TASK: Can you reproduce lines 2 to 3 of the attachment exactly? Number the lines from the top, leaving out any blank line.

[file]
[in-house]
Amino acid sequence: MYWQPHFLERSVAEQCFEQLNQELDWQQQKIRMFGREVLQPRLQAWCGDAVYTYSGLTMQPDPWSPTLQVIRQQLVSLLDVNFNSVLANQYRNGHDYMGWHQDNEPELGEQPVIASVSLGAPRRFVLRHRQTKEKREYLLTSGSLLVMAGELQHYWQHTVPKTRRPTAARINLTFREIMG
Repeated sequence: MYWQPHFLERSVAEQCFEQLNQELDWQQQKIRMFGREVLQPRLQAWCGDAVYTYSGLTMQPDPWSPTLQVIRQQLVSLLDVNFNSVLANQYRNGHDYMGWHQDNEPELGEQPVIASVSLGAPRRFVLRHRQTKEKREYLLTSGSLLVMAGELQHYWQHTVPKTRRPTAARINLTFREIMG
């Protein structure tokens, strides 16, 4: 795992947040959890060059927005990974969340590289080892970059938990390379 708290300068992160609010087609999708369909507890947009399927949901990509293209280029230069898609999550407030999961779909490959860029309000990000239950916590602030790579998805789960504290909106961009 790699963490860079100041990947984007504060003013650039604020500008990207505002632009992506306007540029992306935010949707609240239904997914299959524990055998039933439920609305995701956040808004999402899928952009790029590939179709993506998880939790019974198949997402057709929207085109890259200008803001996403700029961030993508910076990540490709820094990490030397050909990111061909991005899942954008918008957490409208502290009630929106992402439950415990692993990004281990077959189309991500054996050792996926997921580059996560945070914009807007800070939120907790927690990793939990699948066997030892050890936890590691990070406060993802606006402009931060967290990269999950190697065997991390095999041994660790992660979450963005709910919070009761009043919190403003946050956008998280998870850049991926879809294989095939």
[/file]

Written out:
Amino acid sequence: MYWQPHFLERSVAEQCFEQLNQELDWQQQKIRMFGREVLQPRLQAWCGDAVYTYSGLTMQPDPWSPTLQVIRQQLVSLLDVNFNSVLANQYRNGHDYMGWHQDNEPELGEQPVIASVSLGAPRRFVLRHRQTKEKREYLLTSGSLLVMAGELQHYWQHTVPKTRRPTAARINLTFREIMG
Repeated sequence: MYWQPHFLERSVAEQCFEQLNQELDWQQQKIRMFGREVLQPRLQAWCGDAVYTYSGLTMQPDPWSPTLQVIRQQLVSLLDVNFNSVLANQYRNGHDYMGWHQDNEPELGEQPVIASVSLGAPRRFVLRHRQTKEKREYLLTSGSLLVMAGELQHYWQHTVPKTRRPTAARINLTFREIMG